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Oral Surg Oral Med Oral Pathol. 1994 Oct;78(4):494-502.

Pathogenesis of induced rat periapical lesions.

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1
Department of Cytokine Biology, Forsyth Dental Center, Kanagawa Dental College, and Harvard School of Dental Medicine, Boston, Mass.

Abstract

Studies of the mechanisms of pathogenesis of periapical lesions were undertaken using a rat model of surgical pulp exposure. In this model, periapical lesions develop rapidly between days 0 and 15 (active phase) and more slowly thereafter (chronic phase). A Gram-negative anaerobic flora, similar to that seen in human beings, are quickly established. Lesions contain a mixed inflammatory cell infiltrate consisting of T cells, neutrophils, B cells, macrophages, and plasma cells. Helper T cells predominate during the active phase, whereas suppressor T cells are more frequent in the chronic phase. Extracts of periapical lesions contain bone-resorbing activity, the highest levels of which are present when lesions are actively expanding. Most bone-resorbing activity is mediated by the cytokine interleukin-1 alpha, as determined by biochemical criteria and antibody neutralization studies. Prostaglandin2 accounts for 10% to 15% of resorptive activity. Cells that express interleukin-1 alpha were identified in pulp beginning on day 2 after exposure and in periapical tissue beginning on day 7, as determined by in situ hybridization and immunostaining. Macrophages, fibroblasts, neutrophils, and osteoclasts were positive for interleukin-1 alpha mRNA and protein. Cells that express tumor necrosis factor alpha were also detected, whereas cells expressing interleukin-1 beta or tumor necrosis factor beta were absent. Finally, periapical bone destruction was inhibited by 60% by treatment with interleukin-1 receptor antagonist. These studies establish a key role for interleukin-1 alpha in the pathogenesis of periapical lesions in the rat model.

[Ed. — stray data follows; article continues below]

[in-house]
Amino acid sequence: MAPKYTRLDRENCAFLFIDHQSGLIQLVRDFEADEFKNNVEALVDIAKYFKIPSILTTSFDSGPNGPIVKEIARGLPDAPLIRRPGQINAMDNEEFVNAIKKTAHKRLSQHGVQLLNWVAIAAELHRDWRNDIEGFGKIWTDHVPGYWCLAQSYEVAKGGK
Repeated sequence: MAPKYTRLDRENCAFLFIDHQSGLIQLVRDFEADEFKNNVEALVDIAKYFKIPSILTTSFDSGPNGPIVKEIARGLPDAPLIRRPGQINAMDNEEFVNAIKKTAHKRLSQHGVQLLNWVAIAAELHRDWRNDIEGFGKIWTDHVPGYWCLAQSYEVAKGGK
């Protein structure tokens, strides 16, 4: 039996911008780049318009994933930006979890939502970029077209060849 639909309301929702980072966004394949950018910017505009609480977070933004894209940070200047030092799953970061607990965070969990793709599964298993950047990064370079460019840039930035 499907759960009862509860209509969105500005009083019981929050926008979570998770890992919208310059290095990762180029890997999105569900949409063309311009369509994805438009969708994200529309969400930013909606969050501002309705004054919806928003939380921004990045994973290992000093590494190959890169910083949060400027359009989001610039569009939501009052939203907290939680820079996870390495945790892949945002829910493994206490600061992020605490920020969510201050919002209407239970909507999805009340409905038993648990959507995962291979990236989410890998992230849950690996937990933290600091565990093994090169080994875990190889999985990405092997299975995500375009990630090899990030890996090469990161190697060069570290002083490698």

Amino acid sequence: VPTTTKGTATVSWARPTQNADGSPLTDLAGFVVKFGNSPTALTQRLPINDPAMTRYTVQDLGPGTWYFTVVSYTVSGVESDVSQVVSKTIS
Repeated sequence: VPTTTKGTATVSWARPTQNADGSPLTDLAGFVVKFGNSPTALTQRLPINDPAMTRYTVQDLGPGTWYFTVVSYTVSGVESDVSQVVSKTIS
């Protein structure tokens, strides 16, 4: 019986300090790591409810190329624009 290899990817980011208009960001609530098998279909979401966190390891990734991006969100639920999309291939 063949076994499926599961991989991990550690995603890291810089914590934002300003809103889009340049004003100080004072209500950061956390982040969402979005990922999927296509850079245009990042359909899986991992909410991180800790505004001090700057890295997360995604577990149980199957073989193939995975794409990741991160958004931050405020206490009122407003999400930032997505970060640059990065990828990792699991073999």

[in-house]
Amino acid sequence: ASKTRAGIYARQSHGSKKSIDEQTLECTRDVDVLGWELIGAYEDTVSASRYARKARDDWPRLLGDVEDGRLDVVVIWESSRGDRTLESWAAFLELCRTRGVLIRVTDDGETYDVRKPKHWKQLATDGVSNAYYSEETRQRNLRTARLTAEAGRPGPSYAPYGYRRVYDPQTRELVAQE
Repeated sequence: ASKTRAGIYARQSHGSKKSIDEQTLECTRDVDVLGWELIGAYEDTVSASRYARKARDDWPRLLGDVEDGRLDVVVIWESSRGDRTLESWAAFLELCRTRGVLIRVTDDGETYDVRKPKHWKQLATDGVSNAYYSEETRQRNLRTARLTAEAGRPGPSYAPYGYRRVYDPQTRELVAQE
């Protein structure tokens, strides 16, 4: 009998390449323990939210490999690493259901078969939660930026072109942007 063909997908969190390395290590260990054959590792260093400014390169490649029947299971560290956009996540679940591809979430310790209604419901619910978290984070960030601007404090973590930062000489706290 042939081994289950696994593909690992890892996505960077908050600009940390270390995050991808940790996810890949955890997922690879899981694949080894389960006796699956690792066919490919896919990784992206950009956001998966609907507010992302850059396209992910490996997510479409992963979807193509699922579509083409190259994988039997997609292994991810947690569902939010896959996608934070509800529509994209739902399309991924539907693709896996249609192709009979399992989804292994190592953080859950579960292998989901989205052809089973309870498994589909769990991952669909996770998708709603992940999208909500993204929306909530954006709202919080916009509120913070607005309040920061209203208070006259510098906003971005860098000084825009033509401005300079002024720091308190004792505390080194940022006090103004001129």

PMID:
7800381
DOI:
10.1016/0030-4220(94)90044-2
[Indexed for MEDLINE]

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